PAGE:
Linguistic continuity despite genetic replacement in Remote Oceania

Review of recent papers on East Asia, quite relevant these days: Human Genetics: Busy Subway Networks in Remote Oceania? by Anders Bergström & Chris Tyler-Smith, Current Biology (2018) 28.

Interesting excerpts (emphasis mine):

Ancient DNA is transforming our understanding of the human past by forcing geneticists to confront its real complexity [1]. Historians and archaeologists have long known that the development of human societies was complex and often haphazard, but geneticists have persistently tried to explain present-day patterns of genetic variation using simple models.

Early genetic analyses of present-day populations revealed a mix of Asian (Taiwanese) and Papuan (New Guinea or nearby) ancestries throughout Remote Oceania, with maternally-inherited mitochondrial DNA being predominantly Asian, paternally-inherited Y chromosomes mainly Papuan, and autosomes intermediate [7]. This led to the simple model mentioned above of an Austronesian-speaking population starting out from Taiwan, developing the Lapita culture in the islands near New Guinea while mixing with local Papuans, and then boldly launching out into the unknown Pacific.

The surprise came with the first studies of ancient DNA, when early Lapita people from Vanuatu and Tonga (ca. 2,500-3,000 yBP) showed completely Asian genetic ancestry, so the Papuan genetic component must have entered later.

This is what the most recent ancient DNA papers found:


There thus seems to have been a migration of Papuan-ancestry people from the Bismarck archipelago off the coast of New Guinea, into the islands of Remote Oceania, shortly after those very islands were first settled by people from Asia. Few traces of such a migration and its cultural or technological underpinnings have been found in the archaeological record or in linguistic relationships, which is why it comes as such a surprise. The fact that these Near Oceanian people made the long journey to Vanuatu so soon after the Asian seafarers arrived in their neighbourhood, having had tens of thousands of years to do so previously, strongly suggest that the migration was somehow triggered by interactions with the new Austronesian-speaking arrivals and adoption of their sophisticated seafaring technology. The excess of Y chromosomes of Papuan origin in Remote Oceania, somewhat difficult to explain under the traditional model, might also make sense in the light of an active expansion of people from Near Oceania, as such expansions have often found to be male-biased [10]. Both studies speculate that the arrival of these Papuan-ancestry people might have contributed to the end of the Lapita period and its cultural unity.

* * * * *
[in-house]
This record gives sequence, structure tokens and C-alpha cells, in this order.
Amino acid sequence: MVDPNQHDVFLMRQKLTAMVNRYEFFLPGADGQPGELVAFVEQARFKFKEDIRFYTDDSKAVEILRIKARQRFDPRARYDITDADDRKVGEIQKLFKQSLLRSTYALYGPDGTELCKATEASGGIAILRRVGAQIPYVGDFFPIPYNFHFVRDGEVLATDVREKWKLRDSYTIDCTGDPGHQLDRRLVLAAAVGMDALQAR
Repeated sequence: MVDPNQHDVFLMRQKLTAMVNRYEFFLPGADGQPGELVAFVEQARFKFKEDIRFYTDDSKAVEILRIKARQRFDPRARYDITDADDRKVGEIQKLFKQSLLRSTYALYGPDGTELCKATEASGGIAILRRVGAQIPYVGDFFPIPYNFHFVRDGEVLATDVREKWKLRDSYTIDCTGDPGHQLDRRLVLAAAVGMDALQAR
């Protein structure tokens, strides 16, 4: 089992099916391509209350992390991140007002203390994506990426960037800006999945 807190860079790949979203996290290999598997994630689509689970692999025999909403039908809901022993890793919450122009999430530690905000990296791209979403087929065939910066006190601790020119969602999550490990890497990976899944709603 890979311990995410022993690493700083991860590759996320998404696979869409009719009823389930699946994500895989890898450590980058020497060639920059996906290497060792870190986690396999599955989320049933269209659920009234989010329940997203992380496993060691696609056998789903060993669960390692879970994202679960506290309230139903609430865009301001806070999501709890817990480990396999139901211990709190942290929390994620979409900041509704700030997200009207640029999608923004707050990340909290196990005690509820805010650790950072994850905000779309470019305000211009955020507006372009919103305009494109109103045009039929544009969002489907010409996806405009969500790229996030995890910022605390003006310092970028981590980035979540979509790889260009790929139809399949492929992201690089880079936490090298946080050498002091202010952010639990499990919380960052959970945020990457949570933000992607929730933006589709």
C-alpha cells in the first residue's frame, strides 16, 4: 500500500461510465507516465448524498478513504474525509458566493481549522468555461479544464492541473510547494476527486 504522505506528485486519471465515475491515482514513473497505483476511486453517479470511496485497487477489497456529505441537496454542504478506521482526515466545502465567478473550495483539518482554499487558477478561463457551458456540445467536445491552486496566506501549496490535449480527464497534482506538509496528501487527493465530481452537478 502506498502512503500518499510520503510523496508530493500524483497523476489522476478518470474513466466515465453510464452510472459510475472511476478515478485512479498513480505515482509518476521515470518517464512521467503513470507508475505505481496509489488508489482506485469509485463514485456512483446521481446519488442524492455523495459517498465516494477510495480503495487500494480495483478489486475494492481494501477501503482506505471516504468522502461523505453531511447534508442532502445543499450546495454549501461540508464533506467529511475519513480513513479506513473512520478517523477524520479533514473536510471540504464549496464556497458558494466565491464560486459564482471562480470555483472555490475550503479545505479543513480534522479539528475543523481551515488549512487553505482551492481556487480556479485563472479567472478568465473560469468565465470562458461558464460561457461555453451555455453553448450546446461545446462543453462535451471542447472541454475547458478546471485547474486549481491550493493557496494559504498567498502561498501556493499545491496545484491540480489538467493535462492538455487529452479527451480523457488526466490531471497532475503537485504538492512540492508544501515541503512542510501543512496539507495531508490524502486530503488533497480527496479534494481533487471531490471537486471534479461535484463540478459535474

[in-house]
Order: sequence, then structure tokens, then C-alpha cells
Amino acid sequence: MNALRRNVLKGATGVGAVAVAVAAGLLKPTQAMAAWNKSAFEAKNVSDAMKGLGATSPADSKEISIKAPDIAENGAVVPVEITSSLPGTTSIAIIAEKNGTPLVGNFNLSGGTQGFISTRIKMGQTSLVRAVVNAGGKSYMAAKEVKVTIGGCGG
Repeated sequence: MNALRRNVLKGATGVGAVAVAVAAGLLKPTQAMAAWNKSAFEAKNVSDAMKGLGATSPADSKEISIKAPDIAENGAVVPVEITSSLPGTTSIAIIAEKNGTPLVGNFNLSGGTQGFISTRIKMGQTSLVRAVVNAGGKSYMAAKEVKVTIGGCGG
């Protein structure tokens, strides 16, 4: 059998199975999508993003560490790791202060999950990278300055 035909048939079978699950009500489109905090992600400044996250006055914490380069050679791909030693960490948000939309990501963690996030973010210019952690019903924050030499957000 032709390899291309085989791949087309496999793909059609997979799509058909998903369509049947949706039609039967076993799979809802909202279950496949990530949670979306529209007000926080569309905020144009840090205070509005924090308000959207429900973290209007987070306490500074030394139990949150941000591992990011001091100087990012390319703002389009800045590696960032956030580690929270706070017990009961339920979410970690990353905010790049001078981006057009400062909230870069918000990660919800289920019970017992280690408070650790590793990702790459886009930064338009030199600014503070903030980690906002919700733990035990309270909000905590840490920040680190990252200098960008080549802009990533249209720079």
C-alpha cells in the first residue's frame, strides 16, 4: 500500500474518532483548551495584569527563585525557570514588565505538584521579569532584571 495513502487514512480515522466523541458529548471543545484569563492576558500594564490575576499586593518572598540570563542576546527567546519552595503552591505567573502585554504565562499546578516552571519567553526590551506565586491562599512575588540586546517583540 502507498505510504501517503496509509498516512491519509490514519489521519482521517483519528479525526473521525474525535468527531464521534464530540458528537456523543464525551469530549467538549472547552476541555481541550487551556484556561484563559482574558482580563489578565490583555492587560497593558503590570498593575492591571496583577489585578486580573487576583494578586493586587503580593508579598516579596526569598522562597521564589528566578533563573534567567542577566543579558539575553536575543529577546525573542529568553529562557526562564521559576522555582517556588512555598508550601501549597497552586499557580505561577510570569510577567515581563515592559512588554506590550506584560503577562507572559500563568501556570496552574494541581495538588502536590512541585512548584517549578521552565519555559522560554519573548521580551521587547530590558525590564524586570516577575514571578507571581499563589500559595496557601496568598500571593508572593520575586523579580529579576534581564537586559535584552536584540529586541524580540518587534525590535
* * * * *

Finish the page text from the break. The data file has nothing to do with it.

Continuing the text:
The very first settlers of Vanuatu would have spoken Austronesian languages, and the Papuan-ancestry people who arrived shortly after would very likely have spoken Papuan languages. Yet today, all languages of Vanuatu are Austronesian. The arrivals from Near Oceania thus seem to have largely replaced the first settlers but adopted their languages. Posth and colleagues [5] argue that the languages of Vanuatu actually contain some elements of Papuan origin, and that the ancient DNA results are compatible with a more gradual process of cultural interaction and genetic mixing, rather than sudden replacement. Nonetheless, linguistic continuity in the face of this almost complete genetic replacement is extremely unusual in human history, perhaps even unprecedented as Posth and colleagues [5] suggest.

We are seeing now from the Anatolian expansion and in the formation of the Indo-Iranian community that such processes were actually not as unusual as some had previously thought…